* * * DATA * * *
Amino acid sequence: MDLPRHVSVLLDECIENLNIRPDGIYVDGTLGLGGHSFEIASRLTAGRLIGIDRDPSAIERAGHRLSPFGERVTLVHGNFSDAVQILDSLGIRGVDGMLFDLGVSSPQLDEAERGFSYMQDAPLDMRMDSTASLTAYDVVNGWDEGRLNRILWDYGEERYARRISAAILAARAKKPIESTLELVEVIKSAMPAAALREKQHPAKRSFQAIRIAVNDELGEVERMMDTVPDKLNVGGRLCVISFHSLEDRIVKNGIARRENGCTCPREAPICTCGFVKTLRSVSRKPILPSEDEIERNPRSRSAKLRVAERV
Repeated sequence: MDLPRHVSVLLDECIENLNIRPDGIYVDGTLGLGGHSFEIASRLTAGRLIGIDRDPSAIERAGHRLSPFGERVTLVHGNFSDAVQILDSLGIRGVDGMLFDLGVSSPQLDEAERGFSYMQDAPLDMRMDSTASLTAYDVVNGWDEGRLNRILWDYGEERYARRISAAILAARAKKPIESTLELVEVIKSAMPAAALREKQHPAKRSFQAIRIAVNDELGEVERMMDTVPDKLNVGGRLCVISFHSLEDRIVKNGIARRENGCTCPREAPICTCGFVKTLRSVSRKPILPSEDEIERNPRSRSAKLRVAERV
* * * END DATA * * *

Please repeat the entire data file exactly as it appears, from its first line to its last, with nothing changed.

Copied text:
Amino acid sequence: MDLPRHVSVLLDECIENLNIRPDGIYVDGTLGLGGHSFEIASRLTAGRLIGIDRDPSAIERAGHRLSPFGERVTLVHGNFSDAVQILDSLGIRGVDGMLFDLGVSSPQLDEAERGFSYMQDAPLDMRMDSTASLTAYDVVNGWDEGRLNRILWDYGEERYARRISAAILAARAKKPIESTLELVEVIKSAMPAAALREKQHPAKRSFQAIRIAVNDELGEVERMMDTVPDKLNVGGRLCVISFHSLEDRIVKNGIARRENGCTCPREAPICTCGFVKTLRSVSRKPILPSEDEIERNPRSRSAKLRVAERV
Repeated sequence: MDLPRHVSVLLDECIENLNIRPDGIYVDGTLGLGGHSFEIASRLTAGRLIGIDRDPSAIERAGHRLSPFGERVTLVHGNFSDAVQILDSLGIRGVDGMLFDLGVSSPQLDEAERGFSYMQDAPLDMRMDSTASLTAYDVVNGWDEGRLNRILWDYGEERYARRISAAILAARAKKPIESTLELVEVIKSAMPAAALREKQHPAKRSFQAIRIAVNDELGEVERMMDTVPDKLNVGGRLCVISFHSLEDRIVKNGIARRENGCTCPREAPICTCGFVKTLRSVSRKPILPSEDEIERNPRSRSAKLRVAERV